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US Supreme Court rules human genes cannot be patented – experts respond

Posted in Expert Reactions on June 14th, 2013.

AusSMC:The US Supreme Court has ruled that companies cannot patent human genes. The ruling overturns Myriad Genetics patent on genes with links to breast and ovarian cancer.

The court has however upheld the ruling that synthetically created exons-only strands of nucleotides known as composite DNA (cDNA) are patentable. The ruling found that “A naturally occurring DNA segment is a product of nature and not patent eligible merely because it has been isolated, but cDNA is patent eligible because it is not naturally occurring”

The full ruling is available here.

Dr Luigi Palombi is a patent lawyer and author of ‘Gene Cartels: Biotech Patents in the Age of Free Trade’. He is also an academic at the Centre for the Governance of Knowledge and Development at The Australian National University. He comments:

“This decision is to be welcomed. It removes 30 years of uncertainty over the patenting of biological materials existing in nature and deals a blow to the semantics over the word ‘isolated’. According to the Court merely isolating genetic material from the human body does not render the genetic material patentable subject matter. The Court also make it clear that while cDNA is patentable subject matter, if the genetic sequence housed in the cDNA is “indistinguishable” from the information in the natural DNA, that cDNA is also not patentable subject matter. In other words, before genetic material is patentable the genetic sequence housed in that material must be distinguishable from what exists in nature.”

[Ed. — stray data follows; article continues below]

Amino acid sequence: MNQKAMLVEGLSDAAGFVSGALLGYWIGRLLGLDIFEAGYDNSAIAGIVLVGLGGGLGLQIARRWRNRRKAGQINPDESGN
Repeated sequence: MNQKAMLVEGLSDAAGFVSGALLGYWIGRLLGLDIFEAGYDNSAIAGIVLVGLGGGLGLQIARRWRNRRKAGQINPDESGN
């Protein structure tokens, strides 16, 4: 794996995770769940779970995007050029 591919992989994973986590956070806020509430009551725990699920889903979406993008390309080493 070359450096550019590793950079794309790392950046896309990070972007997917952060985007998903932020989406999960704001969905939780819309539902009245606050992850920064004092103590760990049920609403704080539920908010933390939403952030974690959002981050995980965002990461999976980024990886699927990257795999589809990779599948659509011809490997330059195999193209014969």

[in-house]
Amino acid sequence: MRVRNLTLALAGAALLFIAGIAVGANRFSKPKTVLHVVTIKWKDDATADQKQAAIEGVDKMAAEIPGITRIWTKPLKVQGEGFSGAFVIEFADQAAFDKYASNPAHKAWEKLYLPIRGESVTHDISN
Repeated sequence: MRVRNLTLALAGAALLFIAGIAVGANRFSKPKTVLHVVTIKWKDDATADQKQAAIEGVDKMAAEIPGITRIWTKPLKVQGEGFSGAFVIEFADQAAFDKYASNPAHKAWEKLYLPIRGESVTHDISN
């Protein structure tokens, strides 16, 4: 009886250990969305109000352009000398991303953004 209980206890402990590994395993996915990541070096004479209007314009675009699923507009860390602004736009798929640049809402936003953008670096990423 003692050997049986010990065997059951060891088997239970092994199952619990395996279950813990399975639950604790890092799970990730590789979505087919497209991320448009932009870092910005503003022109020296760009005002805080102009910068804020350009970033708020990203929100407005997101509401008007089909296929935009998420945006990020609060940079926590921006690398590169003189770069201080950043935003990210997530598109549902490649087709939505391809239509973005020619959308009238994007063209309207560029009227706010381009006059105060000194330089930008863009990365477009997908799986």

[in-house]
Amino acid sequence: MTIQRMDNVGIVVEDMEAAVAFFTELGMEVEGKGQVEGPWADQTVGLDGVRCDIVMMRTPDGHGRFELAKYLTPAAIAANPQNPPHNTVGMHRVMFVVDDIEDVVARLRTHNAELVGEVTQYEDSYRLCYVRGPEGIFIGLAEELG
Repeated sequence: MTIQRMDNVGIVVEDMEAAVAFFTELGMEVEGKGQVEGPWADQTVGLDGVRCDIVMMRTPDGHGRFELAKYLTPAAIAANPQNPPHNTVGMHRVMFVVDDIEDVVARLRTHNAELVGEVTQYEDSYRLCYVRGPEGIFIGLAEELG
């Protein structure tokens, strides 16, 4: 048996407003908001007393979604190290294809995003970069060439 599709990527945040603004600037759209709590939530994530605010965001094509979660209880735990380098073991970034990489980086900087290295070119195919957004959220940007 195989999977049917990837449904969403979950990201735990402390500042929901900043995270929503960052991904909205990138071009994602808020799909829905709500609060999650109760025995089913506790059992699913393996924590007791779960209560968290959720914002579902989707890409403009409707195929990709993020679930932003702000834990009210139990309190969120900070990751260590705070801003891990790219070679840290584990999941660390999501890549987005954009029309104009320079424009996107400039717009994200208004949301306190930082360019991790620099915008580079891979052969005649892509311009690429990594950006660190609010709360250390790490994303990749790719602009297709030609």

Professor Ian Olver is CEO of the Cancer Council, comments:

“This is a welcome decision that addresses the issue of commercial monopolies over genetic mutations that are vital to cancer prevention, diagnosis and treatment. If there had been greater clarity on the issue back in 2008, the Australian licensee for the BRCA1 and BRCA2 patents would not have been able to demand public laboratories cease conducting the tests. Eventually the patent enforcement claim was withdrawn, but there was, and still is, nothing in Australian law to prevent commercial interests trying to monopolise the use of genetic materials.

“The US Supreme Court’s ruling paves the way for Australia’s federal parliament to change the Patents Act and clarify that human genetic materials are not inventions and are not patentable. We welcome innovation in medical research, which should rewarded by a robust patents system. However, discovery and isolating genetic material is not innovation. The US Supreme Court’s decision is a landmark ruling that provides a clear precedent for Australia.”

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